Jose Ortiz-salas, Petitioner, v. Immigration and Naturalization Service, Respondent, 992 F.2d 105 (7th Cir. 1993)Annotate this Case
Douglas Schoppert, Coursey & Schoppert, Chicago, IL (argued), for petitioner.
William J. Howard, David J. Kline, Robert Kendall, Jr., William P. Barr, Anthony W. Norwood (argued), Dept. of Justice, Office of Immigration Litigation, Washington, DC, A.D. Moyer, I.N.S., Chicago, IL for respondent.
Before BAUER, Chief Judge, and CUDAHY and POSNER, Circuit Judges.
POSNER, Circuit Judge.
An alien who has been a lawful permanent resident of the United States for at least seven years and is ordered deported can ask the Attorney General for the discretionary remedy of relief from deportation. Immigration and Nationality Act § 212(c), 8 U.S.C. § 1182(c); Variamparambil v. INS, 831 F.2d 1362, 1364 n. 1 (7th Cir. 1987). Jose Ortiz-Salas applied for relief under this provision, was turned down by an immigration judge whose decision was affirmed by the Board of Immigration Appeals, and now asks us to set aside the Board's order. A citizen of Mexico, Ortiz came to this country in 1977, at the age of 15, with his family. He became a lawful resident in 1982. In 1989 he pleaded guilty in an Illinois state court to possession with intent to sell cocaine and marijuana and was sentenced to nine years in prison. He concedes that he is deportable and further admits that he sold drugs for years before his arrest and stopped only because he was arrested. But he claims that he should be relieved from deportation because he has lived in this country for so many years, his parents and siblings are permanent residents, he has two young children who will not accompany him if he is forced to return to Mexico, and his family and the prison chaplain believe that he is sincerely repentant, has given up drugs and alcohol for good, and will not commit further crimes upon his release. The immigration judge believed that Ortiz's 15 years of U.S. residence was an "outstanding equity" and that his deportation would be a hardship to his family, but was skeptical that he had been totally rehabilitated and concluded that his "equities" were outweighed by the gravity of his crime. The Board affirmed, finding no abuse of discretion by the immigration judge and adding that unlike him the Board would not have given Ortiz any credit for his five years of illegal residence (1977-1982) in calculating his equities.
Ortiz makes two arguments that require discussion. The first is that he was denied due process of law because the transcript of the hearing before the immigration judge that was submitted to the Board contains 292 notations by the reporter to the effect that a word or words in testimony by Ortiz and by the prison chaplain were "indiscernible" or "inaudible." The INS acknowledges that it is responsible for preparing the record of the deportation hearing, and forwarding it to the Board, if the alien appeals from the immigration judge's order. 8 C.F.R. § 3.5; Okoroha v. INS, 715 F.2d 380, 384 (8th Cir. 1983); In re Holani, 17 I & N Dec. 426 (BIA 1980). The INS's regulations further provide that the hearing shall be recorded. 8 C.F.R. § 242.15. They do not require that if the mode of recording is electronic rather than stenographic the recording be transcribed, but the Board has held that if there are testimonial issues it must be. Compare In re Cruz, 16 I & N Dec. 463 (BIA 1977), and In re Holani, supra, with In re Ambrosio, 14 I & N Dec. 381 (BIA 1973). Although the government's lawyer blames Ortiz and the chaplain for mumbling, we can assume for purposes of this appeal that the government breached its duty to prepare a reasonably accurate, reasonably complete transcript. But we do not think it is a reversible error. Harmless errors no more justify reversal in a deportation case than in a criminal case. Shahandeh-Pey v. INS, 831 F.2d 1384, 1389 (7th Cir. 1987); United States v. Cerda-Pena, 799 F.2d 1374, 1379 (9th Cir. 1986). And not every procedural error that is not harmless violates due process--only those so grave, so egregious, as to create, in the circumstances of the case, a serious risk that the error caused a miscarriage of justice, such as the conviction of an innocent person. Hill v. United States, 368 U.S. 424, 428, 82 S. Ct. 468, 471, 7 L. Ed. 2d 417 (1962); Bell v. Duckworth, 861 F.2d 169, 170 (7th Cir. 1988). A litigant who seeks reversal on the ground of a denial of due process that is due to an inaccurate or incomplete transcript is therefore required to make the best feasible showing he can that a complete and accurate transcript would have changed the outcome of the case. This is the usual requirement in cases where reversal is sought on the basis of missing documents or transcripts, Bransford v. Brown, 806 F.2d 83, 86 (6th Cir. 1986); Mitchell v. Wyrick, 698 F.2d 940, 941-42 (8th Cir. 1983); Price v. Lake Sales Supply R.M., Inc., 510 F.2d 388, 392 (10th Cir. 1974), and, having due regard for the heavy workload of the Board of Immigration Appeals, we can see no reason not to apply it here. Lopez-Reyes v. INS, 694 F.2d 332 (5th Cir. 1982), is authority for this application.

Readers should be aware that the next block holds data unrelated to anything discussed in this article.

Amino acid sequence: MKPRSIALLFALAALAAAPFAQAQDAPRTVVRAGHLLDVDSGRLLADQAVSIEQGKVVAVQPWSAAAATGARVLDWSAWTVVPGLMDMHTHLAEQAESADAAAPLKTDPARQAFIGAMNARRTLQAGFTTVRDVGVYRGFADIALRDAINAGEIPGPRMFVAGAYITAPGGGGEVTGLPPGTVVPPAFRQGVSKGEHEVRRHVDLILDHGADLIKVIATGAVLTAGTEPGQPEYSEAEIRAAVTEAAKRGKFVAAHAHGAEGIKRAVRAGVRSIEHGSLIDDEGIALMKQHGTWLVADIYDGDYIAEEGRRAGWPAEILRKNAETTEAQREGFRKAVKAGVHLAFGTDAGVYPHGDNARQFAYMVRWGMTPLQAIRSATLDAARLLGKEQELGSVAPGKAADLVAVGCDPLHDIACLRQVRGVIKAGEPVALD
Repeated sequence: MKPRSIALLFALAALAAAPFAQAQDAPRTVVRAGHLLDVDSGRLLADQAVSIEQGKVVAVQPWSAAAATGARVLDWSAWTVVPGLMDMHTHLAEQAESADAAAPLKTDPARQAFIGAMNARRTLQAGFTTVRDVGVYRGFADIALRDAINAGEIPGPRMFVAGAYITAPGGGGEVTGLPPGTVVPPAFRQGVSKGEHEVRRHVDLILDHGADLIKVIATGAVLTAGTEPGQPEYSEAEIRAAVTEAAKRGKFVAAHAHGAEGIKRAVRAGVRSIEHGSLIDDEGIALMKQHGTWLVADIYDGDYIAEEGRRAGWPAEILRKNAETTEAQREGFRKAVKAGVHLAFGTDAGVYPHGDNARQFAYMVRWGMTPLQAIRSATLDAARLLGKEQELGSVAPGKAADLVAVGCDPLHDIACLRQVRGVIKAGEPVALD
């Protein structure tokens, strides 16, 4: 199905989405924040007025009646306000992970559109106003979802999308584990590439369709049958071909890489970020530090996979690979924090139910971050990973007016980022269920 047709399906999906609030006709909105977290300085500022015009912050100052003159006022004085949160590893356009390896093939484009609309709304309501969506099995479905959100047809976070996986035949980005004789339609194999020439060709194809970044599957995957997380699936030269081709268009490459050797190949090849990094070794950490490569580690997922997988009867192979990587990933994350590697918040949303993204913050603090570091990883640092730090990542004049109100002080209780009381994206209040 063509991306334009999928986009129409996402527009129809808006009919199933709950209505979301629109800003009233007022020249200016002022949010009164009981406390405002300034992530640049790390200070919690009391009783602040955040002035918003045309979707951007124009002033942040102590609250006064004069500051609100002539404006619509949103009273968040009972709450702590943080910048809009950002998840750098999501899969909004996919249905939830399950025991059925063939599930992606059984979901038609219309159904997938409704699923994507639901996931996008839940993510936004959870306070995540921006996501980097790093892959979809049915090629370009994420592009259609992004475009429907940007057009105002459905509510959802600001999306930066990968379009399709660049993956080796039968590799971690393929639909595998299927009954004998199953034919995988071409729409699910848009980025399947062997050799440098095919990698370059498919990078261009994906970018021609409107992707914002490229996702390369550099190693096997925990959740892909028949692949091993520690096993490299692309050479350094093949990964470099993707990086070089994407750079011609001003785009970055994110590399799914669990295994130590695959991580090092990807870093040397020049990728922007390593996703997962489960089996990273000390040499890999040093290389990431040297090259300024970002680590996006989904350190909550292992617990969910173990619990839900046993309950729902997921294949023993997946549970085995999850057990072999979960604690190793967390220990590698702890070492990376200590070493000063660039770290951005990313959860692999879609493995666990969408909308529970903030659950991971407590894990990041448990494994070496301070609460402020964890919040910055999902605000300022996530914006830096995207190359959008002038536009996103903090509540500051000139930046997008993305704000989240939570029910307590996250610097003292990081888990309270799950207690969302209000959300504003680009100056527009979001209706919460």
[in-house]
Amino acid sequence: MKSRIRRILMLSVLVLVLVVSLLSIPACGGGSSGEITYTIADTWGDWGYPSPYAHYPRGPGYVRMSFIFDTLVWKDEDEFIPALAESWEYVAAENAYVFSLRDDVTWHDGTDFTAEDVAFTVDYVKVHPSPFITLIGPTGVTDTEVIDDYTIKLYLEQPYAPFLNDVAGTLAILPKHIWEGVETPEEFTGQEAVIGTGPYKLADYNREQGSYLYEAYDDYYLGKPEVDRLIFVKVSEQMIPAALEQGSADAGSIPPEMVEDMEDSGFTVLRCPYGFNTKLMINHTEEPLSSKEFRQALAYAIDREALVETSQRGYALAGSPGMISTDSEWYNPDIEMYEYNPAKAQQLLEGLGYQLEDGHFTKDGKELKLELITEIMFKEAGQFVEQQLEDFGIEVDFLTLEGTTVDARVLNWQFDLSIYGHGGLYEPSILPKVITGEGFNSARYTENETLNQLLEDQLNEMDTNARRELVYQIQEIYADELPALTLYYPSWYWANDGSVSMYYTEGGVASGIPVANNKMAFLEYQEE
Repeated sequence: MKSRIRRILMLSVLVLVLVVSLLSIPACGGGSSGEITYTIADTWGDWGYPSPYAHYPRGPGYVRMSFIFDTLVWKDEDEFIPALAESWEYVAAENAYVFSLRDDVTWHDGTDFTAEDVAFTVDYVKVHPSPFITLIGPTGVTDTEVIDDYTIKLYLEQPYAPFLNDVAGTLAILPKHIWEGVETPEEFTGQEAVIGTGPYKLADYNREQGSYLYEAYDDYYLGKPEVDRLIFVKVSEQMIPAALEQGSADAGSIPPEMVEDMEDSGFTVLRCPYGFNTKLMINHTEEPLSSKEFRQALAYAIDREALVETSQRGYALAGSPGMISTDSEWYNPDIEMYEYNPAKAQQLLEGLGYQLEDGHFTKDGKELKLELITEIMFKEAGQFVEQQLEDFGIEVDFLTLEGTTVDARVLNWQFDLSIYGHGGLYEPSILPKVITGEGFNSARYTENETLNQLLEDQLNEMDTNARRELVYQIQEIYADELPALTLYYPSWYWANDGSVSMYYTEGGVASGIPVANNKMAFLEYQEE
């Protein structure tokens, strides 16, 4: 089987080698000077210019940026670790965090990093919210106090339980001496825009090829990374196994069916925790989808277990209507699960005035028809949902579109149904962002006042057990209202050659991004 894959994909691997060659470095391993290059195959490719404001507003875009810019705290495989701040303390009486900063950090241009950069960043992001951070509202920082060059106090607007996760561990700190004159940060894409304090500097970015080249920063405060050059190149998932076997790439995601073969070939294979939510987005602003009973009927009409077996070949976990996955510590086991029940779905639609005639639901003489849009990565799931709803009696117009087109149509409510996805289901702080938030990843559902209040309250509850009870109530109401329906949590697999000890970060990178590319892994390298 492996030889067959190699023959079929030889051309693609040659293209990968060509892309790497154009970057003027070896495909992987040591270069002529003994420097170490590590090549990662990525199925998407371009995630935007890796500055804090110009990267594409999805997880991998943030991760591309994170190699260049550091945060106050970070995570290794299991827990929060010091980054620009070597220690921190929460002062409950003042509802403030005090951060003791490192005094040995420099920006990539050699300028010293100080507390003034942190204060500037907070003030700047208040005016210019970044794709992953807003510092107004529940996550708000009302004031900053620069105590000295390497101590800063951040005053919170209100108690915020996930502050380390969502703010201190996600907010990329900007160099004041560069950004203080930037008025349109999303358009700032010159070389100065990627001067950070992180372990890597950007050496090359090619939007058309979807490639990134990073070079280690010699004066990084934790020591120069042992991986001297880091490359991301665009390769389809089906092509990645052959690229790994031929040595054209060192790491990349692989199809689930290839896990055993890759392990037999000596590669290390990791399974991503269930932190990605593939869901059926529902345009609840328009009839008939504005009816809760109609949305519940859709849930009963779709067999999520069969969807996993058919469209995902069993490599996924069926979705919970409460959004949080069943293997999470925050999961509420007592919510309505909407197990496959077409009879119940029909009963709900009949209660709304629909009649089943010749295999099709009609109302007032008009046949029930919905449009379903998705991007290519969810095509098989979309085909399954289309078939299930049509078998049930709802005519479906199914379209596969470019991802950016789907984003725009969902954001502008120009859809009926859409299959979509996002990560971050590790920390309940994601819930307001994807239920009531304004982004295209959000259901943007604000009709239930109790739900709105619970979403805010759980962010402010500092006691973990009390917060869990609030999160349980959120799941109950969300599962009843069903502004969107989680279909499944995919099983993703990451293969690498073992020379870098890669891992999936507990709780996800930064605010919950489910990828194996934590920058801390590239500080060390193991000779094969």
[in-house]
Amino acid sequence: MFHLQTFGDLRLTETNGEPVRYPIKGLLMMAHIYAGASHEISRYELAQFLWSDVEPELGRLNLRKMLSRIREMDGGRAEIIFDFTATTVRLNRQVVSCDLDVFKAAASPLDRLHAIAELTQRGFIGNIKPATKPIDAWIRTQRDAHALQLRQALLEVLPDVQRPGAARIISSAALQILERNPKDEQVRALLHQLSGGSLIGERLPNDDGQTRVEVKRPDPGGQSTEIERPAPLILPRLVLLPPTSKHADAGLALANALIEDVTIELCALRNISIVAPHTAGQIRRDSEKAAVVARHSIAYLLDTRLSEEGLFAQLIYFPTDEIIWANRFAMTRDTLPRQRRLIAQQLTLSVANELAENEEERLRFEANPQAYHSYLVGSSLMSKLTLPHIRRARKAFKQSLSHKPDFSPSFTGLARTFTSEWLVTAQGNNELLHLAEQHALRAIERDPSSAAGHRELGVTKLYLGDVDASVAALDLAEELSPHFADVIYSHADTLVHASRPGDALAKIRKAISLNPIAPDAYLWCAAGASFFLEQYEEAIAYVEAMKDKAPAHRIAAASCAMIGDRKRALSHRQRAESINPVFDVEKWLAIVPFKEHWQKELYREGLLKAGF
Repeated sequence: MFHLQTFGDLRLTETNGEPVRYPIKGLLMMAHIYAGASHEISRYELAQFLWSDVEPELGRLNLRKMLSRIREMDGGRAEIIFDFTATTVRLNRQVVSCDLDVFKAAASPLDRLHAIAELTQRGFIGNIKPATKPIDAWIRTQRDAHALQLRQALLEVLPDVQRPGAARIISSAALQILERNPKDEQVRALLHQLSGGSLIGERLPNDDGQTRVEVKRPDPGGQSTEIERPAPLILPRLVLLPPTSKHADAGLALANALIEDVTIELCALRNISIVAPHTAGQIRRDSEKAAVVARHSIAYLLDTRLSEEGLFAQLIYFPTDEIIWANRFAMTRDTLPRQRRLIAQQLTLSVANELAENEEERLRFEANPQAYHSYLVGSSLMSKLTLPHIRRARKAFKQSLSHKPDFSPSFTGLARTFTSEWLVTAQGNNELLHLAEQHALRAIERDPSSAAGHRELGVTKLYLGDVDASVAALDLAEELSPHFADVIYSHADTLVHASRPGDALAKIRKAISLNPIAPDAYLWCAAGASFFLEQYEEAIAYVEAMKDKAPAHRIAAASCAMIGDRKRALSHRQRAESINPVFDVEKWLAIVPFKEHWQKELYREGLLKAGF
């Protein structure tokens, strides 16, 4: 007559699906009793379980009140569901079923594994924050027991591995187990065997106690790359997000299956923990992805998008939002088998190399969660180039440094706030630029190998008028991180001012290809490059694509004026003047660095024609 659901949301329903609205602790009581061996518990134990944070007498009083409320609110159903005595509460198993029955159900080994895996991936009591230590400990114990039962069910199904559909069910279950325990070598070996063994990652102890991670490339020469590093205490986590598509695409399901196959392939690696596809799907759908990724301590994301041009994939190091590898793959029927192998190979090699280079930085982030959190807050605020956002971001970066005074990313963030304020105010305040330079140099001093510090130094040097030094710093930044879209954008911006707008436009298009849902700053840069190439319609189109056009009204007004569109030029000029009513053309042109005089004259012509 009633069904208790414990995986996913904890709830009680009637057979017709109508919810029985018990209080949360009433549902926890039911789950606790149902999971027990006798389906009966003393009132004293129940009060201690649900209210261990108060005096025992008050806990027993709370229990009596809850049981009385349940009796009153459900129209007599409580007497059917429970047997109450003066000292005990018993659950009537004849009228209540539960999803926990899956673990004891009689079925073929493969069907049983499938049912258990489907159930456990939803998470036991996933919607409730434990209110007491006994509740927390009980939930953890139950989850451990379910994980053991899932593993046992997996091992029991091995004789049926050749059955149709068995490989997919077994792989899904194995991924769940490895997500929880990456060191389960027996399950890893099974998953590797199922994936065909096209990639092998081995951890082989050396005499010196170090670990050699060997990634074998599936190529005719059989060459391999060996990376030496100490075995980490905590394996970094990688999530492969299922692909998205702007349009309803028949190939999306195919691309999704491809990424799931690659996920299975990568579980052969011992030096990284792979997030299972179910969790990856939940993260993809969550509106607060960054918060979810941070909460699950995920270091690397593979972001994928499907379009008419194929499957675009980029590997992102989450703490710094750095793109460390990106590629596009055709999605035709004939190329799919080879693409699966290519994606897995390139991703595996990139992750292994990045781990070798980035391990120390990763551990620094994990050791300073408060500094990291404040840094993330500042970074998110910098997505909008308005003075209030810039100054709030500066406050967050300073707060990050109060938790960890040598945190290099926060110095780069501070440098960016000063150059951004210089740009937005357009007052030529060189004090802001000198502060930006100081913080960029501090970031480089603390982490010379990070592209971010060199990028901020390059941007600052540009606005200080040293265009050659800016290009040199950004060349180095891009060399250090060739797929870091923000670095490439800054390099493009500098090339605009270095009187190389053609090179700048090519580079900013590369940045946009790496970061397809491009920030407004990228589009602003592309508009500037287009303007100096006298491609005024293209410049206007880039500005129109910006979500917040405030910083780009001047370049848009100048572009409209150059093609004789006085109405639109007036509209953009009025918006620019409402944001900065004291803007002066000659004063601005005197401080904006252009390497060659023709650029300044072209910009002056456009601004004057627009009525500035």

Although Ortiz is ably represented, his lawyer before the Board, who also represented him at the hearing before the immigration judge, made no effort to show that the testimony that was not transcribed was material. The lawyer could have submitted an affidavit based on his own recollections, or those of his client, or those of the chaplain. He could at the very least have asked to listen to the tape from which the defective transcript was made--he concedes that he had access to that tape. He did none of these things. We infer that the omitted testimony would not have helped his case. We note in this connection that Ortiz's case for relief from deportation was very weak. When arrested on serious drug charges he had been a lawful resident for only seven years, the hardships he alleges are the kind experienced by most deported persons, and postconviction repentance has little credibility. The prison chaplain admitted in his testimony that he didn't know what crime had landed Ortiz in prison. Had he known of Ortiz's history of drug and alcohol abuse and drug dealing, he might have been less sanguine about the prospects for his rehabilitation.